Student Designers Help to Inspire Recycling in Grand Teton National Park

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Date: July 10, 2017
Contact: Denise Germann, 307 739 3393

Grand Teton National Park, in partnership with Jackson Hole Public Art, Teton County School District and Subaru of America, are hosting an event to celebrate a newly created and innovative art exhibit about recycling in the park. The public event will be Thursday, July 13, 5-7 p.m. at the Craig Thomas Discovery and Visitor Center in Moose, Wyoming. 
 
The event will include a presentation and reception on the terrace of the visitor center, recognizing two public art projects, “STREAM” and “Mountain Recycling Bin” that will be on display at the visitor center through July 30. The art was created, designed, and implemented by local high school students under the leadership of Jackson Hole Public Art’s professional artist-on-staff Bland Hoke and funded by Subaru of America, Inc.
 
“STREAM” (Science, Technology, Recycling, Engineering, Arts, and Math) is a large scale project that is 25 feet high by 45 feet long, and includes shimmering trout coated with recycled materials and a flowing stream made of recycled water bottles. The largest fish is six feet long with recycled pieces of aluminum from soda cans as the shiny scales. The project visualizes the 2016 recycling diversion rate in the park. The smaller display inside the visitor center depicts the amount of plastic and aluminum cans currently being collected in the park for recycling, while the larger display on the terrace represents materials that are going to landfills rather than being recycled.
 
“Mountain Recycling Bin” is fabricated out of steel in the shape of three Teton peaks, each with a clear window that displays three commonly collected recycled materials; glass, aluminum and #1 plastic. To address the problem of contamination by mixing materials, the students chose to showcase the recycled materials in an engaging way. Using hammers and blenders, they processed glass, plastic and aluminum into different sized particles and filled a container with the smallest particles on the bottom and recognizable recycled materials at the top of the mountain. The result depicts geologic time and the compression of material. The design solves the challenge of communicating how to properly recycle across languages by showing what materials can be recycled.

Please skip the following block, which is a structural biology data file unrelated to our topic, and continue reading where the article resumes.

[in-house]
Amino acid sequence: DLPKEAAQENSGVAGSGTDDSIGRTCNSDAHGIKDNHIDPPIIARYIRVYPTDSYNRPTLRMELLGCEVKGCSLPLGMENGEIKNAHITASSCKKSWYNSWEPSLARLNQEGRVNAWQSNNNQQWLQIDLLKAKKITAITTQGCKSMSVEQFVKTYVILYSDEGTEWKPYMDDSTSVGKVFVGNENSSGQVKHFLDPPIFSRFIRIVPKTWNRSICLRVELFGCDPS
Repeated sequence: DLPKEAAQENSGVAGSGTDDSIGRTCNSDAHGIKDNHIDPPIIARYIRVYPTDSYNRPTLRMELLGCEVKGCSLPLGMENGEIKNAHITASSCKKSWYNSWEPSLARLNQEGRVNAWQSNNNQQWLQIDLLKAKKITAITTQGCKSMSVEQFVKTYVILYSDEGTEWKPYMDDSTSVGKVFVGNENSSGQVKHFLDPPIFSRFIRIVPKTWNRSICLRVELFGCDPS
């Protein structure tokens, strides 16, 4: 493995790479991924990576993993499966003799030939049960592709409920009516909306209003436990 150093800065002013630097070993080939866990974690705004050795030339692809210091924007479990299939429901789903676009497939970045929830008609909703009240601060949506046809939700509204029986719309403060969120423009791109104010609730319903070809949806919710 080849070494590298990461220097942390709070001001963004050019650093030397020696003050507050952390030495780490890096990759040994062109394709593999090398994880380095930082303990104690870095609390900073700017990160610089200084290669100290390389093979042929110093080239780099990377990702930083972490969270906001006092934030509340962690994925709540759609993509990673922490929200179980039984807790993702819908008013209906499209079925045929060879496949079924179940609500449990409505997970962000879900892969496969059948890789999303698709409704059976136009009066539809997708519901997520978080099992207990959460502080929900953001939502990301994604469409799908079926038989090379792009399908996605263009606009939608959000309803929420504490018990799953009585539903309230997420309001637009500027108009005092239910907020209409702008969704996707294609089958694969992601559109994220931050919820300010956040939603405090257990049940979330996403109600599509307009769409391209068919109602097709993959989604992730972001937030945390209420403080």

The overarching goal of the installations is to improve the park’s waste diversion rate and facilitate easier collection, while communicating to a diverse audience that recycling can be fun. Over 100,000 visitors will see the temporary artwork and learn more about recycling. 
 
The project took several months to realize. Starting in October 2016, students conducted research, participated in site visits, and held stakeholder interviews. After the first phase, Bland Hoke taught students the Stanford University’s Design Thinking Process to evolve their concepts into solutions that ranged from practical to conceptual. The students then created prototypes and tested various solutions, culminating in the development of highly innovative final design concepts. In March 2017, eight student teams presented their concepts to a panel of Grand Teton National Park, Subaru and National Parks Conservation Association staff that selected two final projects to build. Students then spent the final months of school fabricating their designs with professional guidance from Hoke in order to achieve a high level of quality and ensure that local engineering standards were met. 
 
The creative partnership equipped students with in-depth knowledge of the waste stream in the National Park and Teton County, and engaged students as ambassadors of the park. The students were empowered to use art, design and technology to address current issues in a proactive manner, as well as get introduced to a variety of professions. 
 
Grand Teton National Park is one of three national parks working with Subaru of America on a Zero Landfill Initiative. Through this initiative, Subaru is sharing its knowledge of zero landfill practices with the national parks and working towards a goal of significantly reducing waste going into landfills.
 
Note: Participating student quotes
 
“My favorite thing about this project is that I am making something that revolves around art and design instead of my first idea of just making a different type of recycling bin. I’ve started thinking outside the box and have found a way to show how recycling can be turned into a very fun and alluring piece of art. It shows the public that the materials they recycle can be used to create something that you wouldn’t expect.”
– Raegin, Student at Jackson Hole High School
 
“Our favorite thing about this project is how it makes people think about and understand that they can make a choice when they go and recycle their materials in the park.” – Ashley, Vinny, Gage, Gus, Students at Jackson Hole High School
 
 
 
For more information about the partners in this project, please visit:
 
Jackson Hole Public Art                             http://jhpublicart.org
Subaru of America, Inc.                              http://www.subaru.com/csr/environment.html
Jackson High School Fabrication Lab          http://www.jhhsfablab.com/  
 
 
 
 

Last updated: July 13, 2017

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